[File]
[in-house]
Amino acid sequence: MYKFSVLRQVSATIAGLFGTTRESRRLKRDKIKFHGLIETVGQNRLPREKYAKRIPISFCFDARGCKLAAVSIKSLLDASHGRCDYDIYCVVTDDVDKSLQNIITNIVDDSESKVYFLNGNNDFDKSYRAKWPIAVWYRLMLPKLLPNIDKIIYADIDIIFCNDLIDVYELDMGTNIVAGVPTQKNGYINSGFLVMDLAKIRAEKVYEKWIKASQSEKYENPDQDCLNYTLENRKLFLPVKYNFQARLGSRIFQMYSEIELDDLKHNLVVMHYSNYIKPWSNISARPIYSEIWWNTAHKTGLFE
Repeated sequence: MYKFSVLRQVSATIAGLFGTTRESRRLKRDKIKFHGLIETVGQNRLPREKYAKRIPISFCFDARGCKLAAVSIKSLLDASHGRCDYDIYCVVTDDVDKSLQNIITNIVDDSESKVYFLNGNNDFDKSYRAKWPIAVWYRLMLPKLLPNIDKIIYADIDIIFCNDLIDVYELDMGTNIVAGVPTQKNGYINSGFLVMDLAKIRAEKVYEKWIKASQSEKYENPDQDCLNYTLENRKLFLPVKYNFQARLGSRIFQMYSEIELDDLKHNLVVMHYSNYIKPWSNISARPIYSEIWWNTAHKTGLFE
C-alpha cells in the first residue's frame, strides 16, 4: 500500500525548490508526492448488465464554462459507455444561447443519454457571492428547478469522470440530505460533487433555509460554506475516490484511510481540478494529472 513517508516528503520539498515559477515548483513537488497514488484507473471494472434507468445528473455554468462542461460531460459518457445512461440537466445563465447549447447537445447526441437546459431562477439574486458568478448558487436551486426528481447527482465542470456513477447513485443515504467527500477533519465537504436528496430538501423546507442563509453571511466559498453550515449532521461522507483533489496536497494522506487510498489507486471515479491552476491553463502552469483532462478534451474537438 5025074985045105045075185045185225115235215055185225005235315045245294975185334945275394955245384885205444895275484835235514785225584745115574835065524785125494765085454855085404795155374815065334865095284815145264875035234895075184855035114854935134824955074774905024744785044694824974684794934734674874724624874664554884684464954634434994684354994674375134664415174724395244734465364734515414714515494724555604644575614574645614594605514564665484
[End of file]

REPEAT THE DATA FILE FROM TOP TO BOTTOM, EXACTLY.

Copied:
[in-house]
Amino acid sequence: MYKFSVLRQVSATIAGLFGTTRESRRLKRDKIKFHGLIETVGQNRLPREKYAKRIPISFCFDARGCKLAAVSIKSLLDASHGRCDYDIYCVVTDDVDKSLQNIITNIVDDSESKVYFLNGNNDFDKSYRAKWPIAVWYRLMLPKLLPNIDKIIYADIDIIFCNDLIDVYELDMGTNIVAGVPTQKNGYINSGFLVMDLAKIRAEKVYEKWIKASQSEKYENPDQDCLNYTLENRKLFLPVKYNFQARLGSRIFQMYSEIELDDLKHNLVVMHYSNYIKPWSNISARPIYSEIWWNTAHKTGLFE
Repeated sequence: MYKFSVLRQVSATIAGLFGTTRESRRLKRDKIKFHGLIETVGQNRLPREKYAKRIPISFCFDARGCKLAAVSIKSLLDASHGRCDYDIYCVVTDDVDKSLQNIITNIVDDSESKVYFLNGNNDFDKSYRAKWPIAVWYRLMLPKLLPNIDKIIYADIDIIFCNDLIDVYELDMGTNIVAGVPTQKNGYINSGFLVMDLAKIRAEKVYEKWIKASQSEKYENPDQDCLNYTLENRKLFLPVKYNFQARLGSRIFQMYSEIELDDLKHNLVVMHYSNYIKPWSNISARPIYSEIWWNTAHKTGLFE
C-alpha cells in the first residue's frame, strides 16, 4: 500500500525548490508526492448488465464554462459507455444561447443519454457571492428547478469522470440530505460533487433555509460554506475516490484511510481540478494529472 513517508516528503520539498515559477515548483513537488497514488484507473471494472434507468445528473455554468462542461460531460459518457445512461440537466445563465447549447447537445447526441437546459431562477439574486458568478448558487436551486426528481447527482465542470456513477447513485443515504467527500477533519465537504436528496430538501423546507442563509453571511466559498453550515449532521461522507483533489496536497494522506487510498489507486471515479491552476491553463502552469483532462478534451474537438 5025074985045105045075185045185225115235215055185225005235315045245294975185334945275394955245384885205444895275484835235514785225584745115574835065524785125494765085454855085404795155374815065334865095284815145264875035234895075184855035114854935134824955074774905024744785044694824974684794934734674874724624874664554884684464954634434994684354994674375134664415174724395244734465364734515414714515494724555604644575614574645614594605514564665484